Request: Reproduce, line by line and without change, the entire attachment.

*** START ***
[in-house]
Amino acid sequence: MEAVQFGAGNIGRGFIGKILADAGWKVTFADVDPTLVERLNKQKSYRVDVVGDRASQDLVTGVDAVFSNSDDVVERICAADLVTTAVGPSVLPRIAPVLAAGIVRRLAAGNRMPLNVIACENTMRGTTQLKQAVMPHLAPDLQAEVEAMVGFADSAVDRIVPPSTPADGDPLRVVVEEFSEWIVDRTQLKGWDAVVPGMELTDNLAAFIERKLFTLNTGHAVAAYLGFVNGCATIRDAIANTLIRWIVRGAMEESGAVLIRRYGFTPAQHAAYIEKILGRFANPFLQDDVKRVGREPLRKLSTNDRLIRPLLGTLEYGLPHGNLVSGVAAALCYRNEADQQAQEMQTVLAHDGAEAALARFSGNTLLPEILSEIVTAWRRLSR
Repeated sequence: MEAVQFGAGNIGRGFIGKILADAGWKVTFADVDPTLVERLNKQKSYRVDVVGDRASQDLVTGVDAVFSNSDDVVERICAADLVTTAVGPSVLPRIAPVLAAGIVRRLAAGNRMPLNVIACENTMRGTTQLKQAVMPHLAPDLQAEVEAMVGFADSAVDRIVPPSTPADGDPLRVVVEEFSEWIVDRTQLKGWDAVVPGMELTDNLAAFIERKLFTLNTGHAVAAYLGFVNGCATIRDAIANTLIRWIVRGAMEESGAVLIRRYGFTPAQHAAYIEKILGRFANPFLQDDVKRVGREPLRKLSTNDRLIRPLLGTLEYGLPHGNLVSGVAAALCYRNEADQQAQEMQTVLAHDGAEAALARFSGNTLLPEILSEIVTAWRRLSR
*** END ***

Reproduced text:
[in-house]
Amino acid sequence: MEAVQFGAGNIGRGFIGKILADAGWKVTFADVDPTLVERLNKQKSYRVDVVGDRASQDLVTGVDAVFSNSDDVVERICAADLVTTAVGPSVLPRIAPVLAAGIVRRLAAGNRMPLNVIACENTMRGTTQLKQAVMPHLAPDLQAEVEAMVGFADSAVDRIVPPSTPADGDPLRVVVEEFSEWIVDRTQLKGWDAVVPGMELTDNLAAFIERKLFTLNTGHAVAAYLGFVNGCATIRDAIANTLIRWIVRGAMEESGAVLIRRYGFTPAQHAAYIEKILGRFANPFLQDDVKRVGREPLRKLSTNDRLIRPLLGTLEYGLPHGNLVSGVAAALCYRNEADQQAQEMQTVLAHDGAEAALARFSGNTLLPEILSEIVTAWRRLSR
Repeated sequence: MEAVQFGAGNIGRGFIGKILADAGWKVTFADVDPTLVERLNKQKSYRVDVVGDRASQDLVTGVDAVFSNSDDVVERICAADLVTTAVGPSVLPRIAPVLAAGIVRRLAAGNRMPLNVIACENTMRGTTQLKQAVMPHLAPDLQAEVEAMVGFADSAVDRIVPPSTPADGDPLRVVVEEFSEWIVDRTQLKGWDAVVPGMELTDNLAAFIERKLFTLNTGHAVAAYLGFVNGCATIRDAIANTLIRWIVRGAMEESGAVLIRRYGFTPAQHAAYIEKILGRFANPFLQDDVKRVGREPLRKLSTNDRLIRPLLGTLEYGLPHGNLVSGVAAALCYRNEADQQAQEMQTVLAHDGAEAALARFSGNTLLPEILSEIVTAWRRLSR